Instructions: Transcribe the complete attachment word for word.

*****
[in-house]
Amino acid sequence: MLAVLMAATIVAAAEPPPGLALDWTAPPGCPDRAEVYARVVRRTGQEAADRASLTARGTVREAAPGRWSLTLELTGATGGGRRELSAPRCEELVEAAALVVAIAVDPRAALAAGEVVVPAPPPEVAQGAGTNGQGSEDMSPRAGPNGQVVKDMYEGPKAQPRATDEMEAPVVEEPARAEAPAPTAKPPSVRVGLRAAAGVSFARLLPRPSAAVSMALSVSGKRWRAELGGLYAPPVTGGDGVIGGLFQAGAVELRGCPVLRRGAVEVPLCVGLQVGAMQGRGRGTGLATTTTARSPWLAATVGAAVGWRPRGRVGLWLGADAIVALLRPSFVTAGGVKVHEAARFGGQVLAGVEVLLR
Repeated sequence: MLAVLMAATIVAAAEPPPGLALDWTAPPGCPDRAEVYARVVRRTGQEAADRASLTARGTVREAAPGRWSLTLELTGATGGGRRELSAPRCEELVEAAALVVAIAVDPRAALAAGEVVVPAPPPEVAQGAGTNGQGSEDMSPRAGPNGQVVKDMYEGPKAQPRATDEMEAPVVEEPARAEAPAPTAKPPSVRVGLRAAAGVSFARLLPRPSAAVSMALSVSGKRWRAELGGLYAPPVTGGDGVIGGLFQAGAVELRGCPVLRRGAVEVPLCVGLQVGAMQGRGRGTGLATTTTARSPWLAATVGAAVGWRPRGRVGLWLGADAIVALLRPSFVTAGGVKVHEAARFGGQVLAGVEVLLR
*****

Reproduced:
[in-house]
Amino acid sequence: MLAVLMAATIVAAAEPPPGLALDWTAPPGCPDRAEVYARVVRRTGQEAADRASLTARGTVREAAPGRWSLTLELTGATGGGRRELSAPRCEELVEAAALVVAIAVDPRAALAAGEVVVPAPPPEVAQGAGTNGQGSEDMSPRAGPNGQVVKDMYEGPKAQPRATDEMEAPVVEEPARAEAPAPTAKPPSVRVGLRAAAGVSFARLLPRPSAAVSMALSVSGKRWRAELGGLYAPPVTGGDGVIGGLFQAGAVELRGCPVLRRGAVEVPLCVGLQVGAMQGRGRGTGLATTTTARSPWLAATVGAAVGWRPRGRVGLWLGADAIVALLRPSFVTAGGVKVHEAARFGGQVLAGVEVLLR
Repeated sequence: MLAVLMAATIVAAAEPPPGLALDWTAPPGCPDRAEVYARVVRRTGQEAADRASLTARGTVREAAPGRWSLTLELTGATGGGRRELSAPRCEELVEAAALVVAIAVDPRAALAAGEVVVPAPPPEVAQGAGTNGQGSEDMSPRAGPNGQVVKDMYEGPKAQPRATDEMEAPVVEEPARAEAPAPTAKPPSVRVGLRAAAGVSFARLLPRPSAAVSMALSVSGKRWRAELGGLYAPPVTGGDGVIGGLFQAGAVELRGCPVLRRGAVEVPLCVGLQVGAMQGRGRGTGLATTTTARSPWLAATVGAAVGWRPRGRVGLWLGADAIVALLRPSFVTAGGVKVHEAARFGGQVLAGVEVLLR